Monitoring brand visibility and measuring ROI on marketing campaigns are important  business challenges, especially in ad-driven industries. Brands frequently have to function in cluttered advertising spaces, including outdoors or on websites, with limited exposition times. In this post we describe our deep learning solution for automated logo detection and visibility analytics.

How many people does your brand reach?

Brands are often promoted through sponsorship campaigns at sports and cultural events. These events attract large numbers of viewers both directly and via media reports, allowing brands to get favorable positioning. However, sponsorship contracts often come at a steep price, so brand owners are naturally more than a little interested in finding out how effectively their outlays are working for them. The problem is, it’s difficult to assess quantitatively just how great the brand exposure is.

The current approach to computing such statistics is based on manually annotating broadcast material, which is tedious and expensive. In order to address this problem, we have developed an automated tool for logo detection and visibility analysis, providing both raw detections and a rich set of statistics.

Solution overview

We decided to break down the problem into two steps: logo detection with convolutional neural nets and an analytics step where summary statistics are computed.

Logo detection system overview


The main advantage of this approach is that it is straightforward to swap the analytics module for a different one if different types of statistics are called for, or even if the neural net is to be trained for a completely different task (we had plenty of fun modifying this system to spot and count coins – stay tuned for a future blog post on that).

Logo detection with deep learning

There are two principal approaches to object detection with convolutional neural networks: region-based methods and fully convolutional methods.

Region-based methods, such as R-CNN and its descendants, first identify image regions which are likely to contain objects (region proposals), then extract these regions and process them individually with an image classifier. This can be quite slow, a problem that can be remedied to some extent with Fast R-CNN, where the image is processed by the convolutional network as a whole and then region representations are extracted from high-level feature maps. Faster R-CNN is a further improvement where region proposals are also computed from high-level CNN features, which accelerates the region proposal step.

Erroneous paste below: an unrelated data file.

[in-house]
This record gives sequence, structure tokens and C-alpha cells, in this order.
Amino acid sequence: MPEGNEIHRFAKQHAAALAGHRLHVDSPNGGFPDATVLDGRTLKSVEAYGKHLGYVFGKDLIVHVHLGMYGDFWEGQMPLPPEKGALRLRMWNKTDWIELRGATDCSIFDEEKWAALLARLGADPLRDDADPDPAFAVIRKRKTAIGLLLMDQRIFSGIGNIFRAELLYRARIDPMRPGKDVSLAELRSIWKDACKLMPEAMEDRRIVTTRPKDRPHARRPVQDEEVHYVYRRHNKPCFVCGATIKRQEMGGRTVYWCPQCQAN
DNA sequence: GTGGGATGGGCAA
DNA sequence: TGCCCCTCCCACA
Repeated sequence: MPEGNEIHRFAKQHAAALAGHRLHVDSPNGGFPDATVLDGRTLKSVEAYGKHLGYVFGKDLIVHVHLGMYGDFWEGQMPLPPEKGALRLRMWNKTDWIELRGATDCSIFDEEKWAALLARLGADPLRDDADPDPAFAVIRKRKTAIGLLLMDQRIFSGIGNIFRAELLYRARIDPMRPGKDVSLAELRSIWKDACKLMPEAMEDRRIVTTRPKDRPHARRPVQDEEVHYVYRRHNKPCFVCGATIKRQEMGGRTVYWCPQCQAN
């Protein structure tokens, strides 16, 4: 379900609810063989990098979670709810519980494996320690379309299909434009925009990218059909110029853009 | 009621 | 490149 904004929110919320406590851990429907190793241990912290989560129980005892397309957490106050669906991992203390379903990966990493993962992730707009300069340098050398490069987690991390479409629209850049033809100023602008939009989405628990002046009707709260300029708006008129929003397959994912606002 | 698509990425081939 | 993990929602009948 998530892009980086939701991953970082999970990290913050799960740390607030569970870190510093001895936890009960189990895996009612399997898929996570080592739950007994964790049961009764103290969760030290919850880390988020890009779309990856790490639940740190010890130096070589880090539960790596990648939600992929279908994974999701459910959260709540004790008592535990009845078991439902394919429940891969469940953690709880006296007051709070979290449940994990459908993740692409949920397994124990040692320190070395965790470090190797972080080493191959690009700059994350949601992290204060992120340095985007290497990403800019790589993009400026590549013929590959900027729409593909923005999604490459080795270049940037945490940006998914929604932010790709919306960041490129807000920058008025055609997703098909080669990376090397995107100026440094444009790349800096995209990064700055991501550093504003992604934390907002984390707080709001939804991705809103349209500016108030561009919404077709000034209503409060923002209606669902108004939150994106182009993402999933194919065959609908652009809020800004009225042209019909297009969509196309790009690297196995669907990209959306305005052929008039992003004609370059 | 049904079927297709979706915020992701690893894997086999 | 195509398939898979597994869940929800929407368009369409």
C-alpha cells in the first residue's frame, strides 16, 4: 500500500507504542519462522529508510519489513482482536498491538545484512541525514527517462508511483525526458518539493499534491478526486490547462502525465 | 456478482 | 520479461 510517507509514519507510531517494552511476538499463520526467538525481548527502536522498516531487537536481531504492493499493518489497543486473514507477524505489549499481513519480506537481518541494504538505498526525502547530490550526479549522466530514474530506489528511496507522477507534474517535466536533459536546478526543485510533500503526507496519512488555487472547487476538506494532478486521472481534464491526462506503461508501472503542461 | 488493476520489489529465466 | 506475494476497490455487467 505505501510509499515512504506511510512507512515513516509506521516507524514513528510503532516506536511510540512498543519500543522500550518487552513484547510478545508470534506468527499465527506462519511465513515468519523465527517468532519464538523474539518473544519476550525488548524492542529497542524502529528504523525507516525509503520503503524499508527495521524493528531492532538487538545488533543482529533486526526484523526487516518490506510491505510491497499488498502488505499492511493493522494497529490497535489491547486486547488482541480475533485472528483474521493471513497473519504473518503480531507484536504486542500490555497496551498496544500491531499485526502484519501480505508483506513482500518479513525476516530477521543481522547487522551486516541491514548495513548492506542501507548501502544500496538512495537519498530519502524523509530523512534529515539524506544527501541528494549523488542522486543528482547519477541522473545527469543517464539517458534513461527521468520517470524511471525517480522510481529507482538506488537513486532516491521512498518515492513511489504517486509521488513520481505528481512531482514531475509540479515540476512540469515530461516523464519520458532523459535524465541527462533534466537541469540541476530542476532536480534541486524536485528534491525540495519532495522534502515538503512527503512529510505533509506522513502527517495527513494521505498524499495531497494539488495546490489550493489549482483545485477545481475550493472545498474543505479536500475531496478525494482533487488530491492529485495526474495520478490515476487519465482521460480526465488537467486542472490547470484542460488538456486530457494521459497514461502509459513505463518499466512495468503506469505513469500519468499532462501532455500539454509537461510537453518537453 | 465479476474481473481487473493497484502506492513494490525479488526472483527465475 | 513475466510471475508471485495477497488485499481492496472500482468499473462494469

Fully convolutional methods, such as SSD, do away with processing individual region proposals and instead aim to output class labels at the region proposal step. This approach can be much faster, since there is no need to extract and process region proposals individually. In order to make this work for objects with very different sizes, the SSD network has several detection layers attached to feature maps of different resolutions.


Logo detection convolutional net


Since real-time video processing is one of the requirements of our system, we decided to go with the SSD method rather than Faster R-CNN. Our network also uses ResNet-50 as its convnet backbone, rather than the default VGG-16. This made it much less memory-hungry, while also helping to stabilize the training process.

Model training

In the process of refining the SSD architecture for our requirements, we ran dozens of experiments. This was an iterative process with a large delay between start and completion of an experiment (typically 1-2 days). In order to run numerous experiments in parallel, we used Neptune, our machine learning experiment manager. While the experiment is running, Neptune captures the values of the loss function and other statistics, displaying them in a friendly web UI. Additionally, it can capture images via image channels and display them, which helped greatly with troubleshooting the different variations of data augmentation that we tested.